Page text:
As sinister forces converge on Starling House, Opal and Arthur are going to have to make a dire choice to dig up the buried secrets of the past and confront their own fears, or let Eden be taken over by literal nightmares.
If Opal wants a home, she’ll have to fight for it.
Holly by Stephen King
When Penny Dahl calls the Finders Keepers detective agency hoping for help locating her missing daughter, Holly is reluctant to accept the case. Her partner, Pete, has Covid. Her (very complicated) mother has just died. And Holly is meant to be on leave. But something in Penny Dahl’s desperate voice makes it impossible for Holly to turn her down.
Mere blocks from where Bonnie Dahl disappeared live Professors Rodney and Emily Harris. They are the picture of bourgeois respectability: married octogenarians, devoted to each other, and semi-retired lifelong academics. But they are harboring an unholy secret in the basement of their well-kept, book-lined home, one that may be related to Bonnie’s disappearance. And it will prove nearly impossible to discover what they are up to: they are savvy, they are patient, and they are ruthless.
The Queen of the Cicadas by V. Castro
2018: Belinda Alvarez has returned to Texas for the wedding of her best friend Veronica. The farm is the site of the urban legend, La Reina de Las Chicharras – The Queen of The Cicadas.
In 1950s south Texas a farmworker—Milagros from San Luis Potosi, Mexico—is murdered. Her death is ignored by the town, but not the Aztec goddess of death, Mictecacíhuatl. The goddess hears the dying cries of Milagros and creates a plan for both to be physically reborn by feeding on vengeance and worship.
Belinda and the new owner of the farmhouse, Hector, find themselves immersed in the legend and realize it is part of their fate as well.
This is How You Lose the Time War by Amal El-Mohtar and Max Gladstone
Among the ashes of a dying world, an agent of the Commandant finds a letter. It reads: Burn before reading. Thus begins an unlikely correspondence between two rival agents hellbent on securing the best possible future for their warring factions. Now, what began as a taunt, a battlefield boast, grows into something more. Something epic. Something romantic. Something that could change the past and the future.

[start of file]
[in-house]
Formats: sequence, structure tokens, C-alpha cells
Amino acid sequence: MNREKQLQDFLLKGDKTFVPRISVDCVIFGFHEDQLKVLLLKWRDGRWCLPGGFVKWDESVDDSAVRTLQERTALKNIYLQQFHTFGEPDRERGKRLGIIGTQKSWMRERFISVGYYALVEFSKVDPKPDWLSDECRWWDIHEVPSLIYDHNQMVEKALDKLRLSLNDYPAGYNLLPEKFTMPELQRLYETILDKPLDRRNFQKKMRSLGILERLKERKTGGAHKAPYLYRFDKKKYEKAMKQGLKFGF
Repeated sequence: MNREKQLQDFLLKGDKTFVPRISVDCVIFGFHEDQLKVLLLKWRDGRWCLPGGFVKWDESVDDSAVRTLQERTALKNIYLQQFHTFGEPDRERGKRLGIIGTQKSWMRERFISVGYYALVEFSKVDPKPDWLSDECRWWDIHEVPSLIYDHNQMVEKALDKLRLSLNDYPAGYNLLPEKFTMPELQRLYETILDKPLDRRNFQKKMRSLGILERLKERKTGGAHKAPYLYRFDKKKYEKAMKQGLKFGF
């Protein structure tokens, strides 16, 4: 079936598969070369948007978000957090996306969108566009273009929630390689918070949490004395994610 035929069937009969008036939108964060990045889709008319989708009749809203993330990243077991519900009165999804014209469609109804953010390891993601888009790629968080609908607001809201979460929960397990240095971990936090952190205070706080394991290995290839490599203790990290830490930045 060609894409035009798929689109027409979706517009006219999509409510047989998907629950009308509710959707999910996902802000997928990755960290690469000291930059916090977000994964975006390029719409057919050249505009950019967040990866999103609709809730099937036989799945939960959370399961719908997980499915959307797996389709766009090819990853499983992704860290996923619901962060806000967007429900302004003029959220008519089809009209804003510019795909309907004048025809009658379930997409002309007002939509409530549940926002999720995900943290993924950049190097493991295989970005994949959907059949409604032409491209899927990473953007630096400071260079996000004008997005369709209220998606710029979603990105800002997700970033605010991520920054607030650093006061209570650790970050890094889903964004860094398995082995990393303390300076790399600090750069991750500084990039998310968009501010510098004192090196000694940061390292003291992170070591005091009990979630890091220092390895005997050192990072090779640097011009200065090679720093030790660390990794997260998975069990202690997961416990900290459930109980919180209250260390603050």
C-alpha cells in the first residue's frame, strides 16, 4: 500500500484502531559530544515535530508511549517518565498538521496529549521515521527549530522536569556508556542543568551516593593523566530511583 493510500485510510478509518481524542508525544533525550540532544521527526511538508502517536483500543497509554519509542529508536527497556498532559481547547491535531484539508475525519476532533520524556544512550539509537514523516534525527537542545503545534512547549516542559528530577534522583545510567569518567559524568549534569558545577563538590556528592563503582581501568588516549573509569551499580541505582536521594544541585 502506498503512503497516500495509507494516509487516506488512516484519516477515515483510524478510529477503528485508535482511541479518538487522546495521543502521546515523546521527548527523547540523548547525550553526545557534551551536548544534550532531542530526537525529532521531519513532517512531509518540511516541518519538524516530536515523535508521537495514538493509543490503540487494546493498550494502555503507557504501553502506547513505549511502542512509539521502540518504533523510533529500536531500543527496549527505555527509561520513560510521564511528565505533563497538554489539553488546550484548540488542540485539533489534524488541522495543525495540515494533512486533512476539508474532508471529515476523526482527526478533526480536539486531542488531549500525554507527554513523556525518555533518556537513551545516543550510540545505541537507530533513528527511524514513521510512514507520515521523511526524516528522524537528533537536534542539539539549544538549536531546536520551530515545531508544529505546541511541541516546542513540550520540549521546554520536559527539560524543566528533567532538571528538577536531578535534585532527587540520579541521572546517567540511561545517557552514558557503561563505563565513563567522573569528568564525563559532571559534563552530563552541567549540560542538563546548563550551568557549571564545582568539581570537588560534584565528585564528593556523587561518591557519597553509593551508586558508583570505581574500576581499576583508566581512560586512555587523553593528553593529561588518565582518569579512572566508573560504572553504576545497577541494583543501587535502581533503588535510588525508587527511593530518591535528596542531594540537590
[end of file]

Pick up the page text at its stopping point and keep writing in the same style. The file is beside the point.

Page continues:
Except the discovery of their bond would mean death for each of them. There’s still a war going on, after all. And someone has to win that war.
I Am Stan: A Graphic Biography of the Legendary Stan Lee by Tom Scioli
Everyone knows Stan Lee: His work at the creative helm of Marvel Comics resulted in the creation of many of the superheroes we know and love today, including Spider-Man, Iron Man, Black Panther, Doctor Strange, and more. During his decades-long career at Marvel, Lee turned the comic book publisher into a cultural juggernaut that shaped and defined the burgeoning industry.
In I Am Stan, critically acclaimed artist Tom Scioli reveals the man behind the comics and cameos using the same medium Stan Lee revolutionized. This stunning graphic novel takes readers from his early days in the comics industry through his rise at Marvel (then Timely Comics), where his career was touched by other iconic creatives including Jack Kirby and Joe Simon. Their collaboration would lead to the creation of the most iconic superheroes of today, and bring about the Marvel Age of the 60’s and 70’s that introduced new industry stars like Steve Ditko, and John Buscema. Readers will follow Lee’s trajectory from his daily life at Marvel to his later years as a spokesperson for the company and for comics as a whole, and finally to his last years away from the spotlight. Scioli provides a clear-eyed view of Lee’s triumphs at Marvel as well as the controversies that surrounded the creator at the end of his life.